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powerlessBy Jeff Ayers

In Timothy Washburn’s novel POWERLESS, a massive geomagnetic solar storm strikes without warning. It destroys every power grid in the northern hemisphere. In one week the human race is flung back into the dark ages. After which, survival becomes everything.

Only one man—army veteran Zeke Marshall—is prepared to handle a nightmare like this. But when he tries to reunite with his family in Dallas—across a lawless terrain as deadly as any battlefield—he discovers there are worse things in life than war. And there are terrible and unthinkable things he’ll have to do to survive…

Washburn chatted with The Big Thrill about his new book.

What sparked the idea for POWERLESS?

I read an article in a journal about the effects of space weather on the earth. That triggered a series of “what if” questions that I couldn’t ignore. I researched the issue further and what I discovered frightened me. The threat is real, and the power companies are woefully unprepared. Congressional hearings have been conducted, but, much like everything else in Washington, very little is being done. Scientists insist it’s only a matter of time before our planet is struck by a devastating solar storm.

Who is Zeke Marshall?

Zeke is a wounded man––both physically and emotionally. Wounded in the Iraq war, Zeke arrives at a stateside hospital to continue his healing process. While there he meets the woman of his dreams, only to have his life shattered once again. Seeking solace, Zeke migrates to his parent’s retirement hideaway in rural Oklahoma.

What was the Carrington Event?

On the morning of September 1, 1859, Richard Carrington, an amateur astronomer, observed a coronal mass ejection escaping from the surface of the sun. Fifteen hours later one of the largest geomagnetic storms ever recorded slammed into the earth’s magnetic field. Telegraph systems all over Europe and North America were destroyed, with many telegraph operators suffering electrical shocks. Auroras were seen around the world, some bright enough to awaken sleeping residents. And this was all before the advent of electricity. Today, a geomagnetic storm of similar size would cripple most of the world. Damage estimates for such a storm would be in the trillions of dollars.

What steps can both citizens and the government take to avoid this scenario?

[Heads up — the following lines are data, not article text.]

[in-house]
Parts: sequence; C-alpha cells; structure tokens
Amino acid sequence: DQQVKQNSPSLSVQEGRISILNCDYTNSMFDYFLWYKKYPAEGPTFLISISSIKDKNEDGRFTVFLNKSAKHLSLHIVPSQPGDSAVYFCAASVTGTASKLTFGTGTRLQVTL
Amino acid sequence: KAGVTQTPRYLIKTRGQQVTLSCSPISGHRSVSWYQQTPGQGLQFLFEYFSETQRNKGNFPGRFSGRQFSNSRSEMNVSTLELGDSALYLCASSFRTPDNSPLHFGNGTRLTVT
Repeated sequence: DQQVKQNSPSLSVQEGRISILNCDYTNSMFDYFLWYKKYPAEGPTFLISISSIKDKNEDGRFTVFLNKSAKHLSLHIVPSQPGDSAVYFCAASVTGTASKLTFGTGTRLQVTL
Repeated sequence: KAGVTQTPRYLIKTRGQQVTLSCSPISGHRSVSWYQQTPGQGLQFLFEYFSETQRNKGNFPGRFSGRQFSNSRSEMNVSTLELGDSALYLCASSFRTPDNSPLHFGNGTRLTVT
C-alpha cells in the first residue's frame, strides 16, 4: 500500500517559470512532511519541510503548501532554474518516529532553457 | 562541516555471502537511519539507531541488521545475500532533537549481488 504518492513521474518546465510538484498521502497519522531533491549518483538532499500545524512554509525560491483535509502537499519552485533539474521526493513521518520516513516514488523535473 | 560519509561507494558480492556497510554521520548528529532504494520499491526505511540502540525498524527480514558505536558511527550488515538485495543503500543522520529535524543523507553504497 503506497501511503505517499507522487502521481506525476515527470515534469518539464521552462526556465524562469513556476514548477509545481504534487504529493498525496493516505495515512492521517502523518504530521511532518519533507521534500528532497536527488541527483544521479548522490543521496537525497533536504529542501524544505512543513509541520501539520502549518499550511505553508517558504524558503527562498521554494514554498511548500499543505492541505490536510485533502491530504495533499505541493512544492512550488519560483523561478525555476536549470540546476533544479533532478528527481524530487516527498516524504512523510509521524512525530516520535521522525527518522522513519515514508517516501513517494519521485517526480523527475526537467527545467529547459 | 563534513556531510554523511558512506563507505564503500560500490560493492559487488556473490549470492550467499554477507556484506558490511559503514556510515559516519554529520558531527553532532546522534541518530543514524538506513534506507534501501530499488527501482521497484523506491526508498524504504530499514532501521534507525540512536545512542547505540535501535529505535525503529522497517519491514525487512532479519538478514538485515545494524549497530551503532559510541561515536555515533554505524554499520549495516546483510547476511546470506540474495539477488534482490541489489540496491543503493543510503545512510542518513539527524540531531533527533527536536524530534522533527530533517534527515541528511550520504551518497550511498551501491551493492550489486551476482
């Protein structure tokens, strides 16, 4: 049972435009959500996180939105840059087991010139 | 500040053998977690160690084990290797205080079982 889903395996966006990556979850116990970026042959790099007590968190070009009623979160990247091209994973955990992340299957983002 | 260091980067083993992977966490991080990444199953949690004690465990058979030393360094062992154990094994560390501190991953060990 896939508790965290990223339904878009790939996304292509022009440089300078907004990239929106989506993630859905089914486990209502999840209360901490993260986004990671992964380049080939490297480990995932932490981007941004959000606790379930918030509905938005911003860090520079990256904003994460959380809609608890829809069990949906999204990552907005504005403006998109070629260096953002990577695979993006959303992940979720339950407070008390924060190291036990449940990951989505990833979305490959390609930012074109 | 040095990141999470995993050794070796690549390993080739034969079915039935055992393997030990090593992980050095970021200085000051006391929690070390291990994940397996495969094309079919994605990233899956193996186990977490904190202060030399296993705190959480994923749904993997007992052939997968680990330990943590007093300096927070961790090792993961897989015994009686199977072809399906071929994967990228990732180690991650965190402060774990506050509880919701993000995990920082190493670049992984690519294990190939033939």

Strengthening the power grid would be goal number one. But the issue is complicated. The grid is diverse with many corporate players. Parts that might work on the west coast will not necessarily interchange with grids on the east coast. In addition, most of the power companies have very few replacement transformers. Why? Cost is the primary reason. The transformers are enormously expensive and take as many as fourteen months to produce. Most of the major transformers are monstrous in size and can only travel via rail. Another issue is that most of the transformers are no longer manufactured in the United States. South Korea is a major producer, which only adds to the time lag to receive replacement equipment. Realistically, if the power grids are decimated, it will be years before they are restored. As for citizens, hide and hope are about the only things we can do. Maybe stock up on water and canned goods, which is something my wife and I discussed while I was writing POWERLESS.   We bought a couple of extra cases of water but that was the extent of our prepping. We’ll be in the same boat with everyone else if something does happen.

Since this is your first novel, what was your path to publication?

After querying agents and receiving my fair share of rejections, I decided to approach the process differently. My publisher is one of the few larger publishers to accept submissions. I emailed a query and it landed on the desk of the right person. There really is a certain amount of luck involved and I’m about the unluckiest guy you’ll ever meet. My editor made some suggestions for changes, and I made them. After that, it took an additional three or four months before the project was presented to the editorial board. Nothing in publishing is done quickly. When it came time to negotiate a contract, my editor put me in touch with an agent who agreed to represent me.

How do you plan to follow up from tackling the end of the modern world?

Oh, there are many, many, scary scenarios out there. I have completed the second manuscript and submitted it to the publisher.   I’m working, now, on a few tweaks to tighten the story. The second novel has a completely new cast of characters who are confronted with a life-changing natural event.

I know that George Noory of Coast to Cast AM is trying to get congress to fund a bill to upgrade our transformers. Do you think that would help?

Congress can’t even agree on where to set the thermostat. I don’t hold much hope that this issue will ever be addressed, much less any action being taken. I think the various power utilities will need to provide the answers. But I’m not holding my breath.   There are no easy solutions, yet we can’t sit on our thumbs and do nothing. Something must be done to make our power grids more secure.


After graduating with a degree in Journalism, Tim Washburn spent several years working in the television business, both in Oklahoma City and Little Rock, Arkansas. After the birth of their third child, Tim became a stay-at-home dad while working freelance on the side. He began writing seriously several years ago, and Powerless is his first published novel.

When not writing, Tim enjoys reading, golfing, photography, and spending time with family. He is an avid college football fan, especially for his alma mater, the Oklahoma Sooners.

To learn more about Tim, please visit his website.


Jeff Ayers
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